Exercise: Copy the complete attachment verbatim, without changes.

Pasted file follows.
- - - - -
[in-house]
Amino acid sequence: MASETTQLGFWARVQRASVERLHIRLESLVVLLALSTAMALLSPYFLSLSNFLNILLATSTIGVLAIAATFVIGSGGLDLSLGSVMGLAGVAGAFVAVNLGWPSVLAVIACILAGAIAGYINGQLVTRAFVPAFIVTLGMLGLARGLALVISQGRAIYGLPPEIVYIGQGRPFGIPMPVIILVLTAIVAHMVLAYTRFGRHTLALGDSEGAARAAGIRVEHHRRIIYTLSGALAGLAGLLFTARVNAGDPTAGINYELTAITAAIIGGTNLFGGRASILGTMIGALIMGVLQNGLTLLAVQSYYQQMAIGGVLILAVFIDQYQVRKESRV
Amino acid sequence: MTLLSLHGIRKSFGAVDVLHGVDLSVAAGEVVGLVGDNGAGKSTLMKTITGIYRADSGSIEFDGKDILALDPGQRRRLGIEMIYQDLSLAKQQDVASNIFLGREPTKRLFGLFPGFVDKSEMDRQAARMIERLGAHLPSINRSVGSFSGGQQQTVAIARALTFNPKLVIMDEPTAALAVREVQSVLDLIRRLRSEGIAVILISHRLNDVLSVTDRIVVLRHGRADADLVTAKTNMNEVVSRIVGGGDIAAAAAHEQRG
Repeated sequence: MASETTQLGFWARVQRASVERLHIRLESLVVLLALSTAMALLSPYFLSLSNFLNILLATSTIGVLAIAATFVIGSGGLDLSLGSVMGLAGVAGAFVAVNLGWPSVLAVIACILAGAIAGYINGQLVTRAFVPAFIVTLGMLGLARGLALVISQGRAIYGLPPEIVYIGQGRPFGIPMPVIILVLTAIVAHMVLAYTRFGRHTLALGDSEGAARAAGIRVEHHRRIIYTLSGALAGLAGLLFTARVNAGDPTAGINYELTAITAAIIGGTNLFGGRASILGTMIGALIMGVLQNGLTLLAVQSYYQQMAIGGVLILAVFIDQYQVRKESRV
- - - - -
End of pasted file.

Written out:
[in-house]
Amino acid sequence: MASETTQLGFWARVQRASVERLHIRLESLVVLLALSTAMALLSPYFLSLSNFLNILLATSTIGVLAIAATFVIGSGGLDLSLGSVMGLAGVAGAFVAVNLGWPSVLAVIACILAGAIAGYINGQLVTRAFVPAFIVTLGMLGLARGLALVISQGRAIYGLPPEIVYIGQGRPFGIPMPVIILVLTAIVAHMVLAYTRFGRHTLALGDSEGAARAAGIRVEHHRRIIYTLSGALAGLAGLLFTARVNAGDPTAGINYELTAITAAIIGGTNLFGGRASILGTMIGALIMGVLQNGLTLLAVQSYYQQMAIGGVLILAVFIDQYQVRKESRV
Amino acid sequence: MTLLSLHGIRKSFGAVDVLHGVDLSVAAGEVVGLVGDNGAGKSTLMKTITGIYRADSGSIEFDGKDILALDPGQRRRLGIEMIYQDLSLAKQQDVASNIFLGREPTKRLFGLFPGFVDKSEMDRQAARMIERLGAHLPSINRSVGSFSGGQQQTVAIARALTFNPKLVIMDEPTAALAVREVQSVLDLIRRLRSEGIAVILISHRLNDVLSVTDRIVVLRHGRADADLVTAKTNMNEVVSRIVGGGDIAAAAAHEQRG
Repeated sequence: MASETTQLGFWARVQRASVERLHIRLESLVVLLALSTAMALLSPYFLSLSNFLNILLATSTIGVLAIAATFVIGSGGLDLSLGSVMGLAGVAGAFVAVNLGWPSVLAVIACILAGAIAGYINGQLVTRAFVPAFIVTLGMLGLARGLALVISQGRAIYGLPPEIVYIGQGRPFGIPMPVIILVLTAIVAHMVLAYTRFGRHTLALGDSEGAARAAGIRVEHHRRIIYTLSGALAGLAGLLFTARVNAGDPTAGINYELTAITAAIIGGTNLFGGRASILGTMIGALIMGVLQNGLTLLAVQSYYQQMAIGGVLILAVFIDQYQVRKESRV